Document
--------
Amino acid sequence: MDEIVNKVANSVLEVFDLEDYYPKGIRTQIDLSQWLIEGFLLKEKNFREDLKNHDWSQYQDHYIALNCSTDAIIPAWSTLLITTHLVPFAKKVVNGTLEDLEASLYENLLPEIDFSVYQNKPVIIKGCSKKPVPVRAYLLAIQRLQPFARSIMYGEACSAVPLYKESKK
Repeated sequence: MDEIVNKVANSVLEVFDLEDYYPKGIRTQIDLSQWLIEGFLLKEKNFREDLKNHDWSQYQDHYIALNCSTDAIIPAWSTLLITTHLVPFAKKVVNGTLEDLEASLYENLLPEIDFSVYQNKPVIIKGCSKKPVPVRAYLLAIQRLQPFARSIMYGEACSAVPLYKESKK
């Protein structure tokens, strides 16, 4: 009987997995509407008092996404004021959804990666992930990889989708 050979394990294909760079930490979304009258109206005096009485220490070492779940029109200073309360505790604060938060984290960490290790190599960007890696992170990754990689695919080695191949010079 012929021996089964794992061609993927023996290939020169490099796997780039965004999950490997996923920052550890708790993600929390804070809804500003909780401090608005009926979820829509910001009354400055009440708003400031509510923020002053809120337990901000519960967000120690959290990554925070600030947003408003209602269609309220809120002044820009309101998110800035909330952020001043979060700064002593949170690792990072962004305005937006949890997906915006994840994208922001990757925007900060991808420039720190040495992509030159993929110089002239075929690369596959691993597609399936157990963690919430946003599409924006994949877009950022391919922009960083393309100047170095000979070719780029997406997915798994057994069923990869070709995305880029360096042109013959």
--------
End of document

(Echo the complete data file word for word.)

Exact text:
Amino acid sequence: MDEIVNKVANSVLEVFDLEDYYPKGIRTQIDLSQWLIEGFLLKEKNFREDLKNHDWSQYQDHYIALNCSTDAIIPAWSTLLITTHLVPFAKKVVNGTLEDLEASLYENLLPEIDFSVYQNKPVIIKGCSKKPVPVRAYLLAIQRLQPFARSIMYGEACSAVPLYKESKK
Repeated sequence: MDEIVNKVANSVLEVFDLEDYYPKGIRTQIDLSQWLIEGFLLKEKNFREDLKNHDWSQYQDHYIALNCSTDAIIPAWSTLLITTHLVPFAKKVVNGTLEDLEASLYENLLPEIDFSVYQNKPVIIKGCSKKPVPVRAYLLAIQRLQPFARSIMYGEACSAVPLYKESKK
């Protein structure tokens, strides 16, 4: 009987997995509407008092996404004021959804990666992930990889989708 050979394990294909760079930490979304009258109206005096009485220490070492779940029109200073309360505790604060938060984290960490290790190599960007890696992170990754990689695919080695191949010079 012929021996089964794992061609993927023996290939020169490099796997780039965004999950490997996923920052550890708790993600929390804070809804500003909780401090608005009926979820829509910001009354400055009440708003400031509510923020002053809120337990901000519960967000120690959290990554925070600030947003408003209602269609309220809120002044820009309101998110800035909330952020001043979060700064002593949170690792990072962004305005937006949890997906915006994840994208922001990757925007900060991808420039720190040495992509030159993929110089002239075929690369596959691993597609399936157990963690919430946003599409924006994949877009950022391919922009960083393309100047170095000979070719780029997406997915798994057994069923990869070709995305880029360096042109013959």